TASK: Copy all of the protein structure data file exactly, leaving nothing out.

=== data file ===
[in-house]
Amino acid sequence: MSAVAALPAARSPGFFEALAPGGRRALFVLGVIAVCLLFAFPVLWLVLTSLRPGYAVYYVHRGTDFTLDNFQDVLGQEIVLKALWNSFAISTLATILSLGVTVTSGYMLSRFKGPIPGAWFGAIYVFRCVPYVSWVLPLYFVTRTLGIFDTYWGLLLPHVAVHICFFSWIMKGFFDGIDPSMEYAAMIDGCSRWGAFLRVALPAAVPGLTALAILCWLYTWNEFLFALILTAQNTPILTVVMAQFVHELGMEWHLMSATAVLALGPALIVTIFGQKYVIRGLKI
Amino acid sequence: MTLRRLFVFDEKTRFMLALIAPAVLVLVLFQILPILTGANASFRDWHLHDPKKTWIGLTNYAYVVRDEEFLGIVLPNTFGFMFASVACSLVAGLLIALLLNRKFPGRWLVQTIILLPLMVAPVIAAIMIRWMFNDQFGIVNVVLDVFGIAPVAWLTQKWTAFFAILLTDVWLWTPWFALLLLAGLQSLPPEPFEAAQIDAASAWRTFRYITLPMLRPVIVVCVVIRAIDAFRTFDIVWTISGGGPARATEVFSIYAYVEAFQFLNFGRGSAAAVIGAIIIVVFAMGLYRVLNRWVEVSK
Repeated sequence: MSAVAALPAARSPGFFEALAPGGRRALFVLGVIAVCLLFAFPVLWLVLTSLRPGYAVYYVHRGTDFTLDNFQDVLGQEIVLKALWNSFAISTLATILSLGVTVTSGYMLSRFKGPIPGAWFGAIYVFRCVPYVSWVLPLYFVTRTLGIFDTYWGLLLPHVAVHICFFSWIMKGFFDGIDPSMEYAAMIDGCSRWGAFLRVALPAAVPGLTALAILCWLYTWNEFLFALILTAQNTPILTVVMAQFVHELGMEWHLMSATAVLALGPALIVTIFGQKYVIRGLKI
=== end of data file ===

[in-house]
Amino acid sequence: MSAVAALPAARSPGFFEALAPGGRRALFVLGVIAVCLLFAFPVLWLVLTSLRPGYAVYYVHRGTDFTLDNFQDVLGQEIVLKALWNSFAISTLATILSLGVTVTSGYMLSRFKGPIPGAWFGAIYVFRCVPYVSWVLPLYFVTRTLGIFDTYWGLLLPHVAVHICFFSWIMKGFFDGIDPSMEYAAMIDGCSRWGAFLRVALPAAVPGLTALAILCWLYTWNEFLFALILTAQNTPILTVVMAQFVHELGMEWHLMSATAVLALGPALIVTIFGQKYVIRGLKI
Amino acid sequence: MTLRRLFVFDEKTRFMLALIAPAVLVLVLFQILPILTGANASFRDWHLHDPKKTWIGLTNYAYVVRDEEFLGIVLPNTFGFMFASVACSLVAGLLIALLLNRKFPGRWLVQTIILLPLMVAPVIAAIMIRWMFNDQFGIVNVVLDVFGIAPVAWLTQKWTAFFAILLTDVWLWTPWFALLLLAGLQSLPPEPFEAAQIDAASAWRTFRYITLPMLRPVIVVCVVIRAIDAFRTFDIVWTISGGGPARATEVFSIYAYVEAFQFLNFGRGSAAAVIGAIIIVVFAMGLYRVLNRWVEVSK
Repeated sequence: MSAVAALPAARSPGFFEALAPGGRRALFVLGVIAVCLLFAFPVLWLVLTSLRPGYAVYYVHRGTDFTLDNFQDVLGQEIVLKALWNSFAISTLATILSLGVTVTSGYMLSRFKGPIPGAWFGAIYVFRCVPYVSWVLPLYFVTRTLGIFDTYWGLLLPHVAVHICFFSWIMKGFFDGIDPSMEYAAMIDGCSRWGAFLRVALPAAVPGLTALAILCWLYTWNEFLFALILTAQNTPILTVVMAQFVHELGMEWHLMSATAVLALGPALIVTIFGQKYVIRGLKI